Will Canada's Housing Market Crash?

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Mortgage and Lending with San Diego VA Home Loans/858-777-9751

Yesterday, I wrote about the possibility of a Canadian mortgage crisis akin to the American mortgage crisis.  It would have been less controversial to side with the CBC decision to cancel its renewal of "Hockey Night In Canada" theme song.  To my brothers and sisters in The Great North:  It was a warning, not a criticism.

I'm not alone in my warning.  Here are some articles offering caution:

The Canada Mortgage and Housing Corporation (CMHC) warns of slowed housing starts:

"Strong economic fundamentals such as continuing high employment levels, rising incomes and low mortgage rates will provide a solid foundation for healthy housing markets this year," said Bob Dugan, Chief Economist for CMHC. "Most of the pent-up demand that built up during the 1990s has now been fulfilled and residential construction activity will gradually move in line with Canadian demographic fundamentals. These factors will continue to exert downward pressure on housing starts, which will decline to 199,900 units in 2009."

Michael Shapcott at the Wellesley Institute notes the housing affordability problem in Canada:

The housing affordability gap the difference between actual incomes and the incomes required to afford a private rental unit is growing. And, as the affordability gap grows, renter households have less money to pay for other necessities such as energy, food, medicine, transportation and clothing.

Mark Argentino from the Mississauga Real Estate Blog, reported that the CMHC expects demand for housing to put downward pressure on prices.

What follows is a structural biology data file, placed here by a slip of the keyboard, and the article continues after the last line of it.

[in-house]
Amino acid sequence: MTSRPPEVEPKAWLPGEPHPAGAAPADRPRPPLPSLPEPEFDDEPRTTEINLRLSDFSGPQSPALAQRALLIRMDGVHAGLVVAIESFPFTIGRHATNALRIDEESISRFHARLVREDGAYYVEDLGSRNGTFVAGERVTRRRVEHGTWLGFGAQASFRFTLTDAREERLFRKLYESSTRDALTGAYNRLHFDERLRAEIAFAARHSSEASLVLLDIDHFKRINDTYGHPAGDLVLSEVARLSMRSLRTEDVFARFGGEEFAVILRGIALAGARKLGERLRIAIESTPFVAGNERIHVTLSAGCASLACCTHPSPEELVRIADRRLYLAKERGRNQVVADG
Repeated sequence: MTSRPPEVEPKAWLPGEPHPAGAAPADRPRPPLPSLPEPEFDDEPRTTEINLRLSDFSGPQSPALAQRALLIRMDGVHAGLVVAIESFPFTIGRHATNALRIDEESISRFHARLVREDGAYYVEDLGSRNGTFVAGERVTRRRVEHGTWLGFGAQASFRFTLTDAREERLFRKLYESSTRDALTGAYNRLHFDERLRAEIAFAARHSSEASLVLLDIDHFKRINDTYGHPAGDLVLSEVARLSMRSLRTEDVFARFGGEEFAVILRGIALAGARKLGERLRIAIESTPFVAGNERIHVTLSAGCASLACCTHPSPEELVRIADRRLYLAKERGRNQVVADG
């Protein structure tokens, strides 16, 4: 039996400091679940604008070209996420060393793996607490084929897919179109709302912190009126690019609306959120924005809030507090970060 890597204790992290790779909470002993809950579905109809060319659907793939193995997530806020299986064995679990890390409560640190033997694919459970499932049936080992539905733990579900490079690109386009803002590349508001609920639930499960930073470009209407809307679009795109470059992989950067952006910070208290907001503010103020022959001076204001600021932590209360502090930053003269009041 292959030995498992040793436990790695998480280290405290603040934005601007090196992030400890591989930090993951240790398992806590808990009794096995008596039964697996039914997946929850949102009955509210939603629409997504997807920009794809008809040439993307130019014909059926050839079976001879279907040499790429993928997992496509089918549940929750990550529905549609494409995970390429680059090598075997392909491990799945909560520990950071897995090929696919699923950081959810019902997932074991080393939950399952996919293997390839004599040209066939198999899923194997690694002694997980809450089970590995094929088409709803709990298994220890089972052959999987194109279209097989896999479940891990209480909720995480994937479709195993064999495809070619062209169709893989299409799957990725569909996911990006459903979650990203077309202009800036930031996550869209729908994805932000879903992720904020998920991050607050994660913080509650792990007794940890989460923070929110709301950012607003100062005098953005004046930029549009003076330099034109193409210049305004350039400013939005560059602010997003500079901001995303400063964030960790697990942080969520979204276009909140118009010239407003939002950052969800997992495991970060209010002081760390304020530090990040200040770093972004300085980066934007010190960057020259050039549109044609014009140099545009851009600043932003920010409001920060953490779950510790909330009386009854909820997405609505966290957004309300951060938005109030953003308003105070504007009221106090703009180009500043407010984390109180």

Garth Turner documents the decreased housing resale volume and excessive leverage carried by Canadian homeowners on Greater Fool.

HouseHuntVictoria pleads with the CMHC to boost reserves for impending foreclosures:

One fact remains undeniable: never before has the Canadian taxpayer been more exposed to private lending practices than it is today. And as the real estate market winds down and inevitably contracts from its unprecedented expansion, Canadian taxpayers may well end up "insuring" the bad lending practices of banks, private mortgage lenders, the speculative buying activities of would-be real estate investors and the poor insurance decisions of CMHC who agreed to back them.

Does any of this sound like America in 2005?  This is a warning Canadian investors not a prophecy.  If you're heavily invested in Canadian real estate, it may make sense to diversify and take advantage of the currency disparity by investing in an already decreased asset.

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Ambassador
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Lenn Harley
Lenn Harley, Homefinders.com, MD & VA Homes and Real Estate - Leesburg, VA
Real Estate Broker - Virginia & Maryland

This is funny.  What's the old saying?  The U.S. gets a cold and Canada sneezes. 

We'll watch and wait.  Of course, we're sending $Billions up north for oil because we can't use our own. 

Everyone is nuts.

 

Jun 07, 2008 11:47 PM #1
Rainmaker
593,907
Neal Bloom
Brokered by eXp Realty LLC - Weston, FL
Realtor CRS-Weston FL Real Estate